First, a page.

As reported in The Jerusalem Post, far fewer Palestinians were killed by an IDF mortar attack against a Hamas terrorist cell near a UN compound in Jabalya on January 6 than was originally reported.
Palestinians claimed that more than 40 people were killed. The army investigation revealed that 12-17 people were killed and that at least five of them were Hamas terrorists who had fired mortars at IDF troops.
Regarding the IDF's use of white phosphorus during the operation, which drew international condemnation and accusations that Israel was committing war crimes, a probe discovered that in all cases it was used in accordance with international law.
White phosphorus was used in a type of shell fired by mortar squads, as well as by the navy, which fired a 76 mm cannon that every few rounds also fires a white-phosphorus shell to help track targets.
In addition, the IDF fired some 3,000 155 mm artillery shells - which looked like exploding octopuses in the air - that are not white-phosphorus weapons and are used exclusively to create smoke to screens troop movements.
The probe, conducted by artillery officer Col. Shai Alkalai, revealed that white phosphorus weapons were used strictly in open fields and not in urban centers.
The weapon was also not used against terrorists, but for marking and ranging when the forces targeted Kassam rocket cells operating in open areas.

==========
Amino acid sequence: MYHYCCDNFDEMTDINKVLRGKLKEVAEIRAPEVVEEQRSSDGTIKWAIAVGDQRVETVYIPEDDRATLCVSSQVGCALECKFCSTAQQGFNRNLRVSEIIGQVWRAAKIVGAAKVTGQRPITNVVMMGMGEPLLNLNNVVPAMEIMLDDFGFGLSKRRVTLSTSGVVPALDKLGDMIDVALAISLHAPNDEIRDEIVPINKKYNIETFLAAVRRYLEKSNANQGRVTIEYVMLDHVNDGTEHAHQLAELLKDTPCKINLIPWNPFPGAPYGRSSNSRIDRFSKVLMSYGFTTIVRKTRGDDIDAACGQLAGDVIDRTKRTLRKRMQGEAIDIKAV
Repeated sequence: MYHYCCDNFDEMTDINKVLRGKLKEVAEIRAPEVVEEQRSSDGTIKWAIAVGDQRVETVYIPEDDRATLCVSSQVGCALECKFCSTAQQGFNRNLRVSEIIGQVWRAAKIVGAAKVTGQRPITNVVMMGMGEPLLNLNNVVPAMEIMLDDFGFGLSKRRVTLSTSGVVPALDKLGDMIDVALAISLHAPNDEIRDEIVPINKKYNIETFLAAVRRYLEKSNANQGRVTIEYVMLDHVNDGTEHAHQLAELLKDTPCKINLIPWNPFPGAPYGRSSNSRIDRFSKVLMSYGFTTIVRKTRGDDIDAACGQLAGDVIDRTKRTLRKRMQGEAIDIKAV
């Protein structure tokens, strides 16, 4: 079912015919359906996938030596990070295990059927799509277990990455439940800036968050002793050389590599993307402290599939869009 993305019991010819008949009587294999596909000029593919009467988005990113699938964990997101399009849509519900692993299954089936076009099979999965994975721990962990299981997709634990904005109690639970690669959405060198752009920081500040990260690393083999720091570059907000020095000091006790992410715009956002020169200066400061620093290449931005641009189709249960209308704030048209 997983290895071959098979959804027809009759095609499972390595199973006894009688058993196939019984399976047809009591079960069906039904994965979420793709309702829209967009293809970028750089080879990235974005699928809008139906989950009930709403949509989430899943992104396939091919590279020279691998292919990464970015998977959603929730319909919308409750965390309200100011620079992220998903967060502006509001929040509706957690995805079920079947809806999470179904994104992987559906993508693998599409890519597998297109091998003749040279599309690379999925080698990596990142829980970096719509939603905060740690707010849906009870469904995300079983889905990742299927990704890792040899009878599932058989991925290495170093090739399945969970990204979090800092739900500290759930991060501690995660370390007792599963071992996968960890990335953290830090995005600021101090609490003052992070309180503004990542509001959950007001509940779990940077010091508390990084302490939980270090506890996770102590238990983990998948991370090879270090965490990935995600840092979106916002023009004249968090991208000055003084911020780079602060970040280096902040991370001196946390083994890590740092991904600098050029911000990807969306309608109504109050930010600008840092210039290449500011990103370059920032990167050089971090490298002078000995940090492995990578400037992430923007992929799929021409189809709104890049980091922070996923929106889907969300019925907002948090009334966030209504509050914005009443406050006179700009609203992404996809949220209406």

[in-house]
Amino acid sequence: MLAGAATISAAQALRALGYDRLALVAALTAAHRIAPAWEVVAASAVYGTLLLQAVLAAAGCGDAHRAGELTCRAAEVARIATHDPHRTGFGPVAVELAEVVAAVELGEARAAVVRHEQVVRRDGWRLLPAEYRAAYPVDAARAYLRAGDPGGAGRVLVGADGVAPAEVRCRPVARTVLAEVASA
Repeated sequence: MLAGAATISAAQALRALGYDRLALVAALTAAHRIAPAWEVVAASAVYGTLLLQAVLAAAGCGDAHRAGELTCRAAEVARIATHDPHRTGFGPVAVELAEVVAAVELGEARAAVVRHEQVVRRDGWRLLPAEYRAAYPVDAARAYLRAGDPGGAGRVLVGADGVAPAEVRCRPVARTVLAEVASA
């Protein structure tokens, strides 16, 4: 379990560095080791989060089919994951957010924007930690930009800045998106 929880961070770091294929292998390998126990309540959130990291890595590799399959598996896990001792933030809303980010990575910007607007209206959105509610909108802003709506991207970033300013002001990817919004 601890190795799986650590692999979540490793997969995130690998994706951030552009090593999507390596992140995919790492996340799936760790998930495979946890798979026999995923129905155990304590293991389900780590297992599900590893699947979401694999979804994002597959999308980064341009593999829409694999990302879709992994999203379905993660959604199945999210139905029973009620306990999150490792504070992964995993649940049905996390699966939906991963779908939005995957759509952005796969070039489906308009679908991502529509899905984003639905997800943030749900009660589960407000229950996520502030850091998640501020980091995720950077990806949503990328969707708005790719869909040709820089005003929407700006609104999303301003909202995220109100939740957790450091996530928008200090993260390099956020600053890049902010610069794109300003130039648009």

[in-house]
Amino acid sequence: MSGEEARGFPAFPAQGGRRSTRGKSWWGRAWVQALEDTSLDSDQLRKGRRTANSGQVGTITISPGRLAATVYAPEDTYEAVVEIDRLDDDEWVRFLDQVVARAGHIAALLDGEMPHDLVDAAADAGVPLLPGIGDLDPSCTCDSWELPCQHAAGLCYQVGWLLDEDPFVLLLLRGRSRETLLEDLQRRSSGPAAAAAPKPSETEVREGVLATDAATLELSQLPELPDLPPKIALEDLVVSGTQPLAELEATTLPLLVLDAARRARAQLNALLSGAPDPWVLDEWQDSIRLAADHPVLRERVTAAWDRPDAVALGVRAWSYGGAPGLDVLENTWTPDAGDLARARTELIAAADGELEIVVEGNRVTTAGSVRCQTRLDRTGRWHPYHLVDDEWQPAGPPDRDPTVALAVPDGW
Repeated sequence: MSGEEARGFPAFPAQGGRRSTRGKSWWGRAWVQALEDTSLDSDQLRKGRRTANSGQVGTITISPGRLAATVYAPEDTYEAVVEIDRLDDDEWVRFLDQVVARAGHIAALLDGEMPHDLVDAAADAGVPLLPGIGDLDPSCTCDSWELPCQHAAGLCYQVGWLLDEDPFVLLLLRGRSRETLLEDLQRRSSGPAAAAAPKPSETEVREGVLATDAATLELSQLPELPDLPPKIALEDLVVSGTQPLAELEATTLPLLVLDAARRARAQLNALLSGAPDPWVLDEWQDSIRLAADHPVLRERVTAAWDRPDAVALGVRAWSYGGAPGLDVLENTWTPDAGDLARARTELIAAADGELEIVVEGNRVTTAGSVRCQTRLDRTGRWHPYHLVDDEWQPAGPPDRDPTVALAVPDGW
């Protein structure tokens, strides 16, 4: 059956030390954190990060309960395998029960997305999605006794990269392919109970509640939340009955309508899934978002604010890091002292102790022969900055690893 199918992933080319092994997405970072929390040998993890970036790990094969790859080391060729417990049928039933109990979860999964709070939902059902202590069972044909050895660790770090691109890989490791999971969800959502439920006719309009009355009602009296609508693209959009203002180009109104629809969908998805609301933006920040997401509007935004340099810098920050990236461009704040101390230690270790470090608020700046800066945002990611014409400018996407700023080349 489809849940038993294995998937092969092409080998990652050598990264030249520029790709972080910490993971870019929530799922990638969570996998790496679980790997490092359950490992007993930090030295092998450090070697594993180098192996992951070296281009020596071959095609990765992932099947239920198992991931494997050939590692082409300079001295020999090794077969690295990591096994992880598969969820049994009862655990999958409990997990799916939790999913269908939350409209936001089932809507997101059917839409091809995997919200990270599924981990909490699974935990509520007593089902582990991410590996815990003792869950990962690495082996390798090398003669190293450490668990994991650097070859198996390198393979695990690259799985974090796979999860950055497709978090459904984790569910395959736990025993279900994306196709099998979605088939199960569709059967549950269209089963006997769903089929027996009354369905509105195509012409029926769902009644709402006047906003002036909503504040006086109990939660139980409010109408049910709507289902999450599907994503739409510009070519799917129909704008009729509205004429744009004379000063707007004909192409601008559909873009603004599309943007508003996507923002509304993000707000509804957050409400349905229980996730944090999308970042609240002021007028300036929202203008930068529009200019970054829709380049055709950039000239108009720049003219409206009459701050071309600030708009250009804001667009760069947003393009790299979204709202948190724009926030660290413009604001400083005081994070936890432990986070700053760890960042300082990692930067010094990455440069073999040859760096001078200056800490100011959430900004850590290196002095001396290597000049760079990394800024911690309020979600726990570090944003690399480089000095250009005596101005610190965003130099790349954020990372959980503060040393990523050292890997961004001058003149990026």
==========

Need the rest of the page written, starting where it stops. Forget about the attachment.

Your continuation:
The IDF said it knew of only one case when white phosphorus was used for its burning capacity. That incident also took place in an open field, to burn away shrubbery and uncover tunnel openings.
The army said that the use of the weapon in that incident was also in line with international regulations.
While the IDF was not required to, on January 7, the General Staff decided to stop using white phosphorus.
Alkali discovered three instances where forces continued to use the weapon despite the order - but this was because these units had not yet received the new directive. Once they did, use of the weapon was halted.
The IDF said it would reconsider the use of white phosphorus in a future conflict with Hamas in Gaza.
Following the released of the findings, Defense Minister Ehud Barak said that the "investigations proved again that the IDF is among the most moral militaries in the world.
"We express regret for every civilian casualty, but we must stress that the exclusive responsibility for this lies with Hamas," he said.
Human rights groups were highly critical of the investigations.
Ten Israeli organizations said the results were "very problematic. Military investigation results published today refer to dozens of innocent Palestinian civilians killed by 'rare mishaps' in Gaza during 'Operation Cast Lead,'" the statement read. "However, data collected by Israeli human rights organizations shows that many civilians were killed in Gaza not due to 'mishaps' but as a direct result of the military's chosen policy implemented throughout the fighting. The only way to investigate violations of human rights committed in Gaza is by establishing an external, extra-military investigation mechanism."